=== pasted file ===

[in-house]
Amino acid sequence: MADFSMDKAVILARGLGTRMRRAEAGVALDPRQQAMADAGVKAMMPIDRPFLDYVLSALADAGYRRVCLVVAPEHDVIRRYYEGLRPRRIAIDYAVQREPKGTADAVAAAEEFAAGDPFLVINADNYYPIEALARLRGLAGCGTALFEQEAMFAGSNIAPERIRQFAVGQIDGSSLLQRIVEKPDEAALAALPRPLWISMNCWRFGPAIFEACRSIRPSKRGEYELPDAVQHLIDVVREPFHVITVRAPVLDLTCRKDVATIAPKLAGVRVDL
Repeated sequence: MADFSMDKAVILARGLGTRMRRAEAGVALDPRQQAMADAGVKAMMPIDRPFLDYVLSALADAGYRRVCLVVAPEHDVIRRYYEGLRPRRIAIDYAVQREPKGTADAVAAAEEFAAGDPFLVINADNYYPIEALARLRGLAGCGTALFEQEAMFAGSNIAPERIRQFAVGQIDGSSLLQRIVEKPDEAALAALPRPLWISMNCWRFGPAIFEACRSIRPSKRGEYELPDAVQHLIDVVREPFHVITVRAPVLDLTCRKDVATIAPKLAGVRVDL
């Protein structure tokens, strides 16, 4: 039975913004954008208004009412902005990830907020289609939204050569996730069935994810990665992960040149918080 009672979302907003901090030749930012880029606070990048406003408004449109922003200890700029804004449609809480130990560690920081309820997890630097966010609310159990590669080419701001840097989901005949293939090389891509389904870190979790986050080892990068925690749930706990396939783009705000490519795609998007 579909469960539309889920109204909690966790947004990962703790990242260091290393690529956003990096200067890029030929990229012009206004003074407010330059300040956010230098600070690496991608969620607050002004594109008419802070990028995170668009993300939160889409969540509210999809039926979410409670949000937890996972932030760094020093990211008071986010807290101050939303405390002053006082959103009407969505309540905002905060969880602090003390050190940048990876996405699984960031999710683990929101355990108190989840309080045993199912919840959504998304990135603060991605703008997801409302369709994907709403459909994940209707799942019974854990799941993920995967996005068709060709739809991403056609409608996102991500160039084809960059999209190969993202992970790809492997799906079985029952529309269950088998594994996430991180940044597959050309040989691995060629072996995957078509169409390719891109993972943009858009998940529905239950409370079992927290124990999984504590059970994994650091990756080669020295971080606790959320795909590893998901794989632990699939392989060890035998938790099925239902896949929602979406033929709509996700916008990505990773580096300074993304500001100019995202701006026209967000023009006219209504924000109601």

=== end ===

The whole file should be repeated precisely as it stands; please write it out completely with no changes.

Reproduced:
[in-house]
Amino acid sequence: MADFSMDKAVILARGLGTRMRRAEAGVALDPRQQAMADAGVKAMMPIDRPFLDYVLSALADAGYRRVCLVVAPEHDVIRRYYEGLRPRRIAIDYAVQREPKGTADAVAAAEEFAAGDPFLVINADNYYPIEALARLRGLAGCGTALFEQEAMFAGSNIAPERIRQFAVGQIDGSSLLQRIVEKPDEAALAALPRPLWISMNCWRFGPAIFEACRSIRPSKRGEYELPDAVQHLIDVVREPFHVITVRAPVLDLTCRKDVATIAPKLAGVRVDL
Repeated sequence: MADFSMDKAVILARGLGTRMRRAEAGVALDPRQQAMADAGVKAMMPIDRPFLDYVLSALADAGYRRVCLVVAPEHDVIRRYYEGLRPRRIAIDYAVQREPKGTADAVAAAEEFAAGDPFLVINADNYYPIEALARLRGLAGCGTALFEQEAMFAGSNIAPERIRQFAVGQIDGSSLLQRIVEKPDEAALAALPRPLWISMNCWRFGPAIFEACRSIRPSKRGEYELPDAVQHLIDVVREPFHVITVRAPVLDLTCRKDVATIAPKLAGVRVDL
């Protein structure tokens, strides 16, 4: 039975913004954008208004009412902005990830907020289609939204050569996730069935994810990665992960040149918080 009672979302907003901090030749930012880029606070990048406003408004449109922003200890700029804004449609809480130990560690920081309820997890630097966010609310159990590669080419701001840097989901005949293939090389891509389904870190979790986050080892990068925690749930706990396939783009705000490519795609998007 579909469960539309889920109204909690966790947004990962703790990242260091290393690529956003990096200067890029030929990229012009206004003074407010330059300040956010230098600070690496991608969620607050002004594109008419802070990028995170668009993300939160889409969540509210999809039926979410409670949000937890996972932030760094020093990211008071986010807290101050939303405390002053006082959103009407969505309540905002905060969880602090003390050190940048990876996405699984960031999710683990929101355990108190989840309080045993199912919840959504998304990135603060991605703008997801409302369709994907709403459909994940209707799942019974854990799941993920995967996005068709060709739809991403056609409608996102991500160039084809960059999209190969993202992970790809492997799906079985029952529309269950088998594994996430991180940044597959050309040989691995060629072996995957078509169409390719891109993972943009858009998940529905239950409370079992927290124990999984504590059970994994650091990756080669020295971080606790959320795909590893998901794989632990699939392989060890035998938790099925239902896949929602979406033929709509996700916008990505990773580096300074993304500001100019995202701006026209967000023009006219209504924000109601």